CIOs in Favor of Privacy Protection
CIOs are big on protecting privacy with two-thirds (66%) agreeing that keystroke monitoring (reportedly used by the FBI to arrest a former mobster) should require a search warrant as do other forms of search and seizure. In addition, CIOs steer clear of reading employee email, with only 19% saying they conduct sporadic checks of all employee email. Thirteen percent (13%) never read email, 12% only check on "problem employees" and 43% check only after there's been a complaint or productivity concern. Even with limited email monitoring, 62% believe personal email and Internet use at work increases productivity as it empowers employees to multitask at work and at home.
CIOs Say "Don't Take Away My Cell Phone"
Following recent speculation that the wireless infrastructure is running out of capacity, only 5% of respondents say they could get along without their cell phone. Fourteen percent (14%) could get along with 50 minutes or less per month, with nearly two-thirds (64%) needing between 51 and 1000 minutes per month. Sixteen percent (16%) say they'd be lost without their mobile phone and need over 1000 minutes of talk-time per month.
Despite their reliance on mobile communication, more than one-half (51%) of CIOs say the next wave of wireless, the disposable mobile phone, is a "lousy idea which will open up all sorts of problems." Only 11% think this is a great idea with 37% unsure.
Be it mobile communication or personal e-shopping, CIOs are willing to accept consequences in exchange for personal conveniences afforded by technology. Only a small number of CIOs (12%) actually "cringe every time" they submit their personal credit card number to an e-commerce site to make an online purchase. One-half (50%) worry a bit but not enough to stop e-shopping, and a carefree 35% think nothing of it at all.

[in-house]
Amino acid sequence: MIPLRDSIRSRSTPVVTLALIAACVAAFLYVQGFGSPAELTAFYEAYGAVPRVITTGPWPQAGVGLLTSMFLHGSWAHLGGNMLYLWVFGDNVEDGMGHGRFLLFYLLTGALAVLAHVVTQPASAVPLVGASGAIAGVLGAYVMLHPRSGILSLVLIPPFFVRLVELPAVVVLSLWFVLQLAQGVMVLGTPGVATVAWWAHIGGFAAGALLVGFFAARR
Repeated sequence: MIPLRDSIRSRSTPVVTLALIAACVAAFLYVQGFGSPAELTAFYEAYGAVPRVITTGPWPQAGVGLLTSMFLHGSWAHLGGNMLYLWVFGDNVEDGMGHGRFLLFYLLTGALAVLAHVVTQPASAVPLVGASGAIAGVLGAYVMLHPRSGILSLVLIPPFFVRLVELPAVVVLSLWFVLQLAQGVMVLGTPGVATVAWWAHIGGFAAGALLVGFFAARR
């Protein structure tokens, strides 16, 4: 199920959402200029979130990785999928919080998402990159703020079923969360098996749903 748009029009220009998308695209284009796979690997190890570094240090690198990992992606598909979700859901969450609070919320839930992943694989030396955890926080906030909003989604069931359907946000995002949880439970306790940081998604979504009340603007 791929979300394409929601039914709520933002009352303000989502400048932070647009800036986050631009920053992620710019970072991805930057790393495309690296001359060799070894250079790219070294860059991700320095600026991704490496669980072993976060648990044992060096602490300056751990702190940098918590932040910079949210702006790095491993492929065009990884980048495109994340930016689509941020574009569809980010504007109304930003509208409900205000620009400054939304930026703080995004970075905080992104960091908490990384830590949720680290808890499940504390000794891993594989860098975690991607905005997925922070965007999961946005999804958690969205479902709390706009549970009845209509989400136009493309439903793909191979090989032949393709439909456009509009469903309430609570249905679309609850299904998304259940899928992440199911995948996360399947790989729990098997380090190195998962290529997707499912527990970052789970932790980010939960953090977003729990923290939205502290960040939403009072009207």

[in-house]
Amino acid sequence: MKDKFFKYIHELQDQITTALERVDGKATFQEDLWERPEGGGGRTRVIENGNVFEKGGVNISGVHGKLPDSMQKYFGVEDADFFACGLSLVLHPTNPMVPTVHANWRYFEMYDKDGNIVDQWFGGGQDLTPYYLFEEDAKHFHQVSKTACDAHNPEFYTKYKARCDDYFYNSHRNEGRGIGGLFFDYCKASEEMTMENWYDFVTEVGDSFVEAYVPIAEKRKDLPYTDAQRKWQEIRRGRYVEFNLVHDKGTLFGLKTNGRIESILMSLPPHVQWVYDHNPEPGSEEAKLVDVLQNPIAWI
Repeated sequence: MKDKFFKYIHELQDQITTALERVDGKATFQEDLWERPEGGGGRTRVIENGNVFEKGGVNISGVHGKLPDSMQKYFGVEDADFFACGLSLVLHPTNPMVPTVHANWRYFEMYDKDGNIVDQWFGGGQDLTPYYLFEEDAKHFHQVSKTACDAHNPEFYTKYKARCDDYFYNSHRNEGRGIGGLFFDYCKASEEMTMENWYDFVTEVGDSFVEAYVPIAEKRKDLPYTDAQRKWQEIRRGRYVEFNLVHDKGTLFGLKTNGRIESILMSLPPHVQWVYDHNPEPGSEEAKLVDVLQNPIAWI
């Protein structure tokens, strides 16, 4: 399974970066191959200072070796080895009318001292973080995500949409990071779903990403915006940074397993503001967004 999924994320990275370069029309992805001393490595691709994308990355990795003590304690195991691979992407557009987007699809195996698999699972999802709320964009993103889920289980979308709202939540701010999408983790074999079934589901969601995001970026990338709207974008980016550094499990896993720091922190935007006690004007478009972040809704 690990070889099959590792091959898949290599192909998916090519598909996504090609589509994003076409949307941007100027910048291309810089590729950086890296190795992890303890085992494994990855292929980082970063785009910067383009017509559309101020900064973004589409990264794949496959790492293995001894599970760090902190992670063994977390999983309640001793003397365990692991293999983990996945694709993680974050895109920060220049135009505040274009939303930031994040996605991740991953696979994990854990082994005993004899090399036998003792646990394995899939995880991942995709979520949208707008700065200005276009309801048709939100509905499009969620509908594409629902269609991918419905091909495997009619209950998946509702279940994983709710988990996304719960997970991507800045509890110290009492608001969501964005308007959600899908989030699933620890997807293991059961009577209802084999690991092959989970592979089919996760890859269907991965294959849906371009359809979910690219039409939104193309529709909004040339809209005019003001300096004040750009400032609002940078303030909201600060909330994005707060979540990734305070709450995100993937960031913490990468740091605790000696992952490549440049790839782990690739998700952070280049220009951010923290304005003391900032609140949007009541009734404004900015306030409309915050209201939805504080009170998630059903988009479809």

NOTE TO EDITORS: For complete findings of the August 2001 CIO KnowPulsesm Poll, visit http://www.cio.com/knowpulse or call Karen Fogerty at 508.254.9285 or Erin Lynn Marino at 617.868.2099.
Sample size: 244
Margin of error: +/- 6.29%
About CIO Magazine:
CIO magazine (launched in 1987) is published by CXO Media Inc. CXO Media serves CIOs, CEOs, CFOs, COOs and other corporate officers who use technology to thrive and prosper in this new era of business. The company strives to enhance partnerships between C-level executives, as well as create opportunities for information technology (IT) and consumer marketers to reach them. In addition to publishing CIO, CXO Media produces www.cio.com, The CIO Insider, Darwin magazine and www.darwinmagazine.com, as well as CIO and Darwin Executive Programs, a series of conferences that provide educational and networking opportunities for corporate and government leaders.
CXO Media Inc. is a subsidiary of IDG, the world's leading IT media, research and exposition company. IDG publishes more than 300 computer magazines and newspapers and offers online users the largest network of technology-specific sites around the world through IDG.net (www.idg.net), which comprises more than 270 targeted websites in 70 countries. IDG is also a leading producer of 168 computer-related expositions worldwide and provides IT market analysis through 50 offices in 43 countries worldwide. Company information is available at www.idg.com.